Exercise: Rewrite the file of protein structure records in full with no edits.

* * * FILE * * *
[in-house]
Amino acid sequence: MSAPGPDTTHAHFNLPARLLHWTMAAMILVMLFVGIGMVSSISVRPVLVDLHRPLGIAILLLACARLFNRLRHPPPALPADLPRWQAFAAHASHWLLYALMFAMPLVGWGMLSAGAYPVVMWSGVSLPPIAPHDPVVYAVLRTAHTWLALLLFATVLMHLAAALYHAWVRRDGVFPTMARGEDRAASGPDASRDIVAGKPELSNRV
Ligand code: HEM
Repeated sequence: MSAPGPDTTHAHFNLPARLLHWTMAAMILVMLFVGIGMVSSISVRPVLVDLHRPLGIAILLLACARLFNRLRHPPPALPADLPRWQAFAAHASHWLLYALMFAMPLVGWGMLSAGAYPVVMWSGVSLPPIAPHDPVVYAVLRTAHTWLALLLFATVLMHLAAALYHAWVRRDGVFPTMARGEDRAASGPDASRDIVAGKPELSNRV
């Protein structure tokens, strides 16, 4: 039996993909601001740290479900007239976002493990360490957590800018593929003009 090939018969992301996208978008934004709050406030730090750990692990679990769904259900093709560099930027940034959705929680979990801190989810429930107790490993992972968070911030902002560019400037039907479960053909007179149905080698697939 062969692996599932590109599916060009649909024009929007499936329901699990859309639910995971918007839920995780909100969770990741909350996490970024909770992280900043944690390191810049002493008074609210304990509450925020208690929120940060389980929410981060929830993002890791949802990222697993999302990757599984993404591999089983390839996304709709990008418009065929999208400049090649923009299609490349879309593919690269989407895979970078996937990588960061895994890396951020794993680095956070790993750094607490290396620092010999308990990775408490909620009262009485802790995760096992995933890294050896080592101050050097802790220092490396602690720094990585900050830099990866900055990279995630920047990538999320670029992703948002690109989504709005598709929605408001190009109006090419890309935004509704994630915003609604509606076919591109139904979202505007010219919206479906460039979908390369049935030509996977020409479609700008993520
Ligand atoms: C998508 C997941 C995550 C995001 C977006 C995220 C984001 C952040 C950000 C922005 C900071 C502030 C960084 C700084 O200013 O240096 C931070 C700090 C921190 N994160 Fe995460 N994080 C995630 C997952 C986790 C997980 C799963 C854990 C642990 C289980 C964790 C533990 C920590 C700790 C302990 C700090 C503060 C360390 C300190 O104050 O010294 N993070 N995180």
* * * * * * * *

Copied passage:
[in-house]
Amino acid sequence: MSAPGPDTTHAHFNLPARLLHWTMAAMILVMLFVGIGMVSSISVRPVLVDLHRPLGIAILLLACARLFNRLRHPPPALPADLPRWQAFAAHASHWLLYALMFAMPLVGWGMLSAGAYPVVMWSGVSLPPIAPHDPVVYAVLRTAHTWLALLLFATVLMHLAAALYHAWVRRDGVFPTMARGEDRAASGPDASRDIVAGKPELSNRV
Ligand code: HEM
Repeated sequence: MSAPGPDTTHAHFNLPARLLHWTMAAMILVMLFVGIGMVSSISVRPVLVDLHRPLGIAILLLACARLFNRLRHPPPALPADLPRWQAFAAHASHWLLYALMFAMPLVGWGMLSAGAYPVVMWSGVSLPPIAPHDPVVYAVLRTAHTWLALLLFATVLMHLAAALYHAWVRRDGVFPTMARGEDRAASGPDASRDIVAGKPELSNRV
């Protein structure tokens, strides 16, 4: 039996993909601001740290479900007239976002493990360490957590800018593929003009 090939018969992301996208978008934004709050406030730090750990692990679990769904259900093709560099930027940034959705929680979990801190989810429930107790490993992972968070911030902002560019400037039907479960053909007179149905080698697939 062969692996599932590109599916060009649909024009929007499936329901699990859309639910995971918007839920995780909100969770990741909350996490970024909770992280900043944690390191810049002493008074609210304990509450925020208690929120940060389980929410981060929830993002890791949802990222697993999302990757599984993404591999089983390839996304709709990008418009065929999208400049090649923009299609490349879309593919690269989407895979970078996937990588960061895994890396951020794993680095956070790993750094607490290396620092010999308990990775408490909620009262009485802790995760096992995933890294050896080592101050050097802790220092490396602690720094990585900050830099990866900055990279995630920047990538999320670029992703948002690109989504709005598709929605408001190009109006090419890309935004509704994630915003609604509606076919591109139904979202505007010219919206479906460039979908390369049935030509996977020409479609700008993520
Ligand atoms: C998508 C997941 C995550 C995001 C977006 C995220 C984001 C952040 C950000 C922005 C900071 C502030 C960084 C700084 O200013 O240096 C931070 C700090 C921190 N994160 Fe995460 N994080 C995630 C997952 C986790 C997980 C799963 C854990 C642990 C289980 C964790 C533990 C920590 C700790 C302990 C700090 C503060 C360390 C300190 O104050 O010294 N993070 N995180």